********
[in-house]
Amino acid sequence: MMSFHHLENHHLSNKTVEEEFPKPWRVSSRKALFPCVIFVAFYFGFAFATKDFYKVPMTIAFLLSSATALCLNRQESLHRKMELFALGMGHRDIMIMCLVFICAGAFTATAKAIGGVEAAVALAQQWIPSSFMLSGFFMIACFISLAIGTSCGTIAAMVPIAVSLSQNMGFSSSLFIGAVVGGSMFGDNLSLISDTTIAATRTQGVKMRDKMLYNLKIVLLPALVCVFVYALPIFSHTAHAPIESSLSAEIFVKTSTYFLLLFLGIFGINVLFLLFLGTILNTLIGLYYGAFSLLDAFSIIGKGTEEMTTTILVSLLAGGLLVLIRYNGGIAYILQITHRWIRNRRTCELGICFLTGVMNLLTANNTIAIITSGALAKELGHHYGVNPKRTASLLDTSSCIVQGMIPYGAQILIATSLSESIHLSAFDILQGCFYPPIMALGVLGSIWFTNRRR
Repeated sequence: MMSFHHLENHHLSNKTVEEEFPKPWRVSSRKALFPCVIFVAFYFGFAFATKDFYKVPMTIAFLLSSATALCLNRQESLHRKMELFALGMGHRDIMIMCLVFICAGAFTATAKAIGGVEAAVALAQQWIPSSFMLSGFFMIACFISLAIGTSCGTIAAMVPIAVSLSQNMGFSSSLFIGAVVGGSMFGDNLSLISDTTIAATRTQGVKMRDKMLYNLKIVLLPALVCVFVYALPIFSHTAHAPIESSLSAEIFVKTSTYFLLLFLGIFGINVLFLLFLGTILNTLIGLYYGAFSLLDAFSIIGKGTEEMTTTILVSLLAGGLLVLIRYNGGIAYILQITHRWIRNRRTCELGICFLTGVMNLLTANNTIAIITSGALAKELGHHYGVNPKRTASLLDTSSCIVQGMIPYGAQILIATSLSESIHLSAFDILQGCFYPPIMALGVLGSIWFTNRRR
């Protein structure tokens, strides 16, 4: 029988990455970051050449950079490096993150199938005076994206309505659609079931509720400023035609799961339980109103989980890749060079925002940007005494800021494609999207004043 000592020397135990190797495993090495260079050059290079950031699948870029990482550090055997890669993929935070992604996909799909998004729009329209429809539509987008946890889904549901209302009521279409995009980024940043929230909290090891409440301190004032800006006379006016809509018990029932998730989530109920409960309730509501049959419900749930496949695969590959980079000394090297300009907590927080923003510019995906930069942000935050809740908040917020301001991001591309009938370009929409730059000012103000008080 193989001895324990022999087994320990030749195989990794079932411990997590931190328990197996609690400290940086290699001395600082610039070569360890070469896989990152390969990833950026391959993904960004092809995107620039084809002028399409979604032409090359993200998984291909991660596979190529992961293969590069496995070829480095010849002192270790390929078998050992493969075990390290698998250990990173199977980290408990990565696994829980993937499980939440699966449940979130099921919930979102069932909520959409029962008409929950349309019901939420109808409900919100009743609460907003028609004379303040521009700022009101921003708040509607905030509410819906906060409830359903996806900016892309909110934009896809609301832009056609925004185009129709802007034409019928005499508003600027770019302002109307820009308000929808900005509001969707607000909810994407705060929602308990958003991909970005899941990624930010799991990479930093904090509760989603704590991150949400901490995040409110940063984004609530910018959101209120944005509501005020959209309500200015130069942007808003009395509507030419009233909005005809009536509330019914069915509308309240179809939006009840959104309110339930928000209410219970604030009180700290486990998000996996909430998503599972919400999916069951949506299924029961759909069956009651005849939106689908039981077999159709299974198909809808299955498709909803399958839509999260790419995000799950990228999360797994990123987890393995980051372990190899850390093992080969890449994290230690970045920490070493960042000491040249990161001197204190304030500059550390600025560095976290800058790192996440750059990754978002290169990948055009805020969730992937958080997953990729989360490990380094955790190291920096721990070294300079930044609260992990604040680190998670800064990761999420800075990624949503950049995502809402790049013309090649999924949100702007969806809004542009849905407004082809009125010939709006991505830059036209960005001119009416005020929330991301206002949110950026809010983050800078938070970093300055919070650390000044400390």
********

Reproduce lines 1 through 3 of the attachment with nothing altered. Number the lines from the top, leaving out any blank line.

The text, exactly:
[in-house]
Amino acid sequence: MMSFHHLENHHLSNKTVEEEFPKPWRVSSRKALFPCVIFVAFYFGFAFATKDFYKVPMTIAFLLSSATALCLNRQESLHRKMELFALGMGHRDIMIMCLVFICAGAFTATAKAIGGVEAAVALAQQWIPSSFMLSGFFMIACFISLAIGTSCGTIAAMVPIAVSLSQNMGFSSSLFIGAVVGGSMFGDNLSLISDTTIAATRTQGVKMRDKMLYNLKIVLLPALVCVFVYALPIFSHTAHAPIESSLSAEIFVKTSTYFLLLFLGIFGINVLFLLFLGTILNTLIGLYYGAFSLLDAFSIIGKGTEEMTTTILVSLLAGGLLVLIRYNGGIAYILQITHRWIRNRRTCELGICFLTGVMNLLTANNTIAIITSGALAKELGHHYGVNPKRTASLLDTSSCIVQGMIPYGAQILIATSLSESIHLSAFDILQGCFYPPIMALGVLGSIWFTNRRR
Repeated sequence: MMSFHHLENHHLSNKTVEEEFPKPWRVSSRKALFPCVIFVAFYFGFAFATKDFYKVPMTIAFLLSSATALCLNRQESLHRKMELFALGMGHRDIMIMCLVFICAGAFTATAKAIGGVEAAVALAQQWIPSSFMLSGFFMIACFISLAIGTSCGTIAAMVPIAVSLSQNMGFSSSLFIGAVVGGSMFGDNLSLISDTTIAATRTQGVKMRDKMLYNLKIVLLPALVCVFVYALPIFSHTAHAPIESSLSAEIFVKTSTYFLLLFLGIFGINVLFLLFLGTILNTLIGLYYGAFSLLDAFSIIGKGTEEMTTTILVSLLAGGLLVLIRYNGGIAYILQITHRWIRNRRTCELGICFLTGVMNLLTANNTIAIITSGALAKELGHHYGVNPKRTASLLDTSSCIVQGMIPYGAQILIATSLSESIHLSAFDILQGCFYPPIMALGVLGSIWFTNRRR